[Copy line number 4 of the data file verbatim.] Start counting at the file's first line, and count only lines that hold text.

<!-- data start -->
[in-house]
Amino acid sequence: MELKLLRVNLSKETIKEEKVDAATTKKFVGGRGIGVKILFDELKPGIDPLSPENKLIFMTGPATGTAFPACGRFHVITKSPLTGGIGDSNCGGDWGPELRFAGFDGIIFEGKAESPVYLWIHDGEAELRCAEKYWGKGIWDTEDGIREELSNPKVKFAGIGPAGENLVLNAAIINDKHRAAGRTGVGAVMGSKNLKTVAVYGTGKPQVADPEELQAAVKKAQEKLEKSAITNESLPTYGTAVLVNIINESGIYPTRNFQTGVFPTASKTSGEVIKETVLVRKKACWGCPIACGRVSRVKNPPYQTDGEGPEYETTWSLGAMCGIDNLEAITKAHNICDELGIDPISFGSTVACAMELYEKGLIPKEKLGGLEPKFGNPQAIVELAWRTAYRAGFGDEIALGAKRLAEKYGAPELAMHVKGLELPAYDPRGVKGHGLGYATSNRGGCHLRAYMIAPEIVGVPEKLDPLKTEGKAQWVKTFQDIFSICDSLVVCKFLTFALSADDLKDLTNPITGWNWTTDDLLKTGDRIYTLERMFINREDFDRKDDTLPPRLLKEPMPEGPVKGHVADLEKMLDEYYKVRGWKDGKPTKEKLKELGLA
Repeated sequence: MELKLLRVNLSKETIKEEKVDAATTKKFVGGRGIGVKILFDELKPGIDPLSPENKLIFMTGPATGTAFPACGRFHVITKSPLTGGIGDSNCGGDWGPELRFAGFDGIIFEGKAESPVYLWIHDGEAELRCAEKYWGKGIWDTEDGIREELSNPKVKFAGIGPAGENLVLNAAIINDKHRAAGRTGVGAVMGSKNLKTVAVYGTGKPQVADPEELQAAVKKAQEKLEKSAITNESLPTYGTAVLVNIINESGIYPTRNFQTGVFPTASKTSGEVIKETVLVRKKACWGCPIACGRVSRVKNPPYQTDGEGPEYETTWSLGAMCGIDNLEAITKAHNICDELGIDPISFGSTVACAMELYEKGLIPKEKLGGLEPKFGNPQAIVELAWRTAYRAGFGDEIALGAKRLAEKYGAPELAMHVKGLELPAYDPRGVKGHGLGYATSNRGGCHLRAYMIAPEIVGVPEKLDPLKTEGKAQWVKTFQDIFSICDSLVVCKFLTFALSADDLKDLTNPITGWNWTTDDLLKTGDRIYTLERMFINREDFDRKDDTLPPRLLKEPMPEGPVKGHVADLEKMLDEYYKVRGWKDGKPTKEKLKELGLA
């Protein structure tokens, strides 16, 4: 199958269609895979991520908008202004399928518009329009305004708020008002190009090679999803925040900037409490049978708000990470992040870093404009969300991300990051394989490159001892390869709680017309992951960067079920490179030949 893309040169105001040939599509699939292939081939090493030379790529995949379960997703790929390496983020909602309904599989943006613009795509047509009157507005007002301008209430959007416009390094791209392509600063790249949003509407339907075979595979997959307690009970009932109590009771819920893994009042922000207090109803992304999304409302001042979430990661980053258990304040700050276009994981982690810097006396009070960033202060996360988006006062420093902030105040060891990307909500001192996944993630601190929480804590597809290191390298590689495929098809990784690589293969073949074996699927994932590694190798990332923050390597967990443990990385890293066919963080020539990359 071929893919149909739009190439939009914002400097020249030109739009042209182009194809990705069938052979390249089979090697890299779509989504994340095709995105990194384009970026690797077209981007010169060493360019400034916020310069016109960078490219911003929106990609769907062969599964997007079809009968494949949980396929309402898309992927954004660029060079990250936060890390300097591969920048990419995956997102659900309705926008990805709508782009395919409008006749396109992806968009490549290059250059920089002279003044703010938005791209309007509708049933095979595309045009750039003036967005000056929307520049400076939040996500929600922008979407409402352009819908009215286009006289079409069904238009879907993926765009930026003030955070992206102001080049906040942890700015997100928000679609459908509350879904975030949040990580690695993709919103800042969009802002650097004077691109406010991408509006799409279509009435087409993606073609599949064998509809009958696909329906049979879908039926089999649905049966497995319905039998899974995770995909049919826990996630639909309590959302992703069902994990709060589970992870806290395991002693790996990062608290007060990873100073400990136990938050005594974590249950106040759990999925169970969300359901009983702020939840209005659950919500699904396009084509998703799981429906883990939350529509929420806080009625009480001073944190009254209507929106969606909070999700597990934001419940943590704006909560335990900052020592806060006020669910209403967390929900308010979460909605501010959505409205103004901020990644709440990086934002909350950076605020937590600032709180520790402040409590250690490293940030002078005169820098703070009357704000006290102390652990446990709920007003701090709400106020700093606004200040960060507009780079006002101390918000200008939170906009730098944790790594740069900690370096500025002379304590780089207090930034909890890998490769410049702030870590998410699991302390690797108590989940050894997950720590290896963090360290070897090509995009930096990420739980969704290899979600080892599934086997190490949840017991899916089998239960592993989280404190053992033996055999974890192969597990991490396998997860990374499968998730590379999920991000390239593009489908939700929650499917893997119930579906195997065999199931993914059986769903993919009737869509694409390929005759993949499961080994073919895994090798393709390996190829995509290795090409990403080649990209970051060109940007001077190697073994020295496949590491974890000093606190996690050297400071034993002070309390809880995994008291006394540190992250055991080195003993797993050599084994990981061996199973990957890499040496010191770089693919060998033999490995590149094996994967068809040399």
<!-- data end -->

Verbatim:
């Protein structure tokens, strides 16, 4: 199958269609895979991520908008202004399928518009329009305004708020008002190009090679999803925040900037409490049978708000990470992040870093404009969300991300990051394989490159001892390869709680017309992951960067079920490179030949 893309040169105001040939599509699939292939081939090493030379790529995949379960997703790929390496983020909602309904599989943006613009795509047509009157507005007002301008209430959007416009390094791209392509600063790249949003509407339907075979595979997959307690009970009932109590009771819920893994009042922000207090109803992304999304409302001042979430990661980053258990304040700050276009994981982690810097006396009070960033202060996360988006006062420093902030105040060891990307909500001192996944993630601190929480804590597809290191390298590689495929098809990784690589293969073949074996699927994932590694190798990332923050390597967990443990990385890293066919963080020539990359 071929893919149909739009190439939009914002400097020249030109739009042209182009194809990705069938052979390249089979090697890299779509989504994340095709995105990194384009970026690797077209981007010169060493360019400034916020310069016109960078490219911003929106990609769907062969599964997007079809009968494949949980396929309402898309992927954004660029060079990250936060890390300097591969920048990419995956997102659900309705926008990805709508782009395919409008006749396109992806968009490549290059250059920089002279003044703010938005791209309007509708049933095979595309045009750039003036967005000056929307520049400076939040996500929600922008979407409402352009819908009215286009006289079409069904238009879907993926765009930026003030955070992206102001080049906040942890700015997100928000679609459908509350879904975030949040990580690695993709919103800042969009802002650097004077691109406010991408509006799409279509009435087409993606073609599949064998509809009958696909329906049979879908039926089999649905049966497995319905039998899974995770995909049919826990996630639909309590959302992703069902994990709060589970992870806290395991002693790996990062608290007060990873100073400990136990938050005594974590249950106040759990999925169970969300359901009983702020939840209005659950919500699904396009084509998703799981429906883990939350529509929420806080009625009480001073944190009254209507929106969606909070999700597990934001419940943590704006909560335990900052020592806060006020669910209403967390929900308010979460909605501010959505409205103004901020990644709440990086934002909350950076605020937590600032709180520790402040409590250690490293940030002078005169820098703070009357704000006290102390652990446990709920007003701090709400106020700093606004200040960060507009780079006002101390918000200008939170906009730098944790790594740069900690370096500025002379304590780089207090930034909890890998490769410049702030870590998410699991302390690797108590989940050894997950720590290896963090360290070897090509995009930096990420739980969704290899979600080892599934086997190490949840017991899916089998239960592993989280404190053992033996055999974890192969597990991490396998997860990374499968998730590379999920991000390239593009489908939700929650499917893997119930579906195997065999199931993914059986769903993919009737869509694409390929005759993949499961080994073919895994090798393709390996190829995509290795090409990403080649990209970051060109940007001077190697073994020295496949590491974890000093606190996690050297400071034993002070309390809880995994008291006394540190992250055991080195003993797993050599084994990981061996199973990957890499040496010191770089693919060998033999490995590149094996994967068809040399």